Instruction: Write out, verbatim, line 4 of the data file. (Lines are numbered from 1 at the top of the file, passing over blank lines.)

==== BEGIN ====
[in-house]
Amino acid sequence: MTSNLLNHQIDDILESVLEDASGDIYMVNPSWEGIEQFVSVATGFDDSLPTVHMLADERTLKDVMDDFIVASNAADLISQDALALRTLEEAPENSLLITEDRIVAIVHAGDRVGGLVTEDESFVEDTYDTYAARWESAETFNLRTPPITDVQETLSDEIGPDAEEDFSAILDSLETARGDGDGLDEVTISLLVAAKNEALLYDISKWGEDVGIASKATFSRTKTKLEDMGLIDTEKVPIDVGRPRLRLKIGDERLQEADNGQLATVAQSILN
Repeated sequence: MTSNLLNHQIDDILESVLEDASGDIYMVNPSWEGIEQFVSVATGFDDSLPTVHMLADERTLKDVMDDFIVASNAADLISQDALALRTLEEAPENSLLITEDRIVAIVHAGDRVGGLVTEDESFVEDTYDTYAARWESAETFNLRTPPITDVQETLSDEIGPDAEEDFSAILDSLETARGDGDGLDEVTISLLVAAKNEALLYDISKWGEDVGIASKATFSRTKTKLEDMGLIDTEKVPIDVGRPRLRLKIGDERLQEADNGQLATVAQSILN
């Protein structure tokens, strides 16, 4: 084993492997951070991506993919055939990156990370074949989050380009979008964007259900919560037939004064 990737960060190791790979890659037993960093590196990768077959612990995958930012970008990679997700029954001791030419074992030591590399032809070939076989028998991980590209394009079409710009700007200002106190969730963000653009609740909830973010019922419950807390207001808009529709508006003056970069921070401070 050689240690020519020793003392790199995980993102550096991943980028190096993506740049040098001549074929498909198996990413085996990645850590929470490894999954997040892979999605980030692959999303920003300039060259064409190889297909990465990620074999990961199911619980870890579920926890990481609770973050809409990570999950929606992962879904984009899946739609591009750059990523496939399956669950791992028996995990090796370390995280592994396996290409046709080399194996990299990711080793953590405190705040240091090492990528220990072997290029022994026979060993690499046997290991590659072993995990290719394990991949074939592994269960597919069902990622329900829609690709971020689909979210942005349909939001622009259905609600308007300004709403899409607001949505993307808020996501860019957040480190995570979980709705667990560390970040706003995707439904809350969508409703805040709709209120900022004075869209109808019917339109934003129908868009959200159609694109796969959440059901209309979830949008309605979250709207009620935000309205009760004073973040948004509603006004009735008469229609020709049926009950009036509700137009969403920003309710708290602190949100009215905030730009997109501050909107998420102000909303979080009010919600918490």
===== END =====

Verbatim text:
């Protein structure tokens, strides 16, 4: 084993492997951070991506993919055939990156990370074949989050380009979008964007259900919560037939004064 990737960060190791790979890659037993960093590196990768077959612990995958930012970008990679997700029954001791030419074992030591590399032809070939076989028998991980590209394009079409710009700007200002106190969730963000653009609740909830973010019922419950807390207001808009529709508006003056970069921070401070 050689240690020519020793003392790199995980993102550096991943980028190096993506740049040098001549074929498909198996990413085996990645850590929470490894999954997040892979999605980030692959999303920003300039060259064409190889297909990465990620074999990961199911619980870890579920926890990481609770973050809409990570999950929606992962879904984009899946739609591009750059990523496939399956669950791992028996995990090796370390995280592994396996290409046709080399194996990299990711080793953590405190705040240091090492990528220990072997290029022994026979060993690499046997290991590659072993995990290719394990991949074939592994269960597919069902990622329900829609690709971020689909979210942005349909939001622009259905609600308007300004709403899409607001949505993307808020996501860019957040480190995570979980709705667990560390970040706003995707439904809350969508409703805040709709209120900022004075869209109808019917339109934003129908868009959200159609694109796969959440059901209309979830949008309605979250709207009620935000309205009760004073973040948004509603006004009735008469229609020709049926009950009036509700137009969403920003309710708290602190949100009215905030730009997109501050909107998420102000909303979080009010919600918490």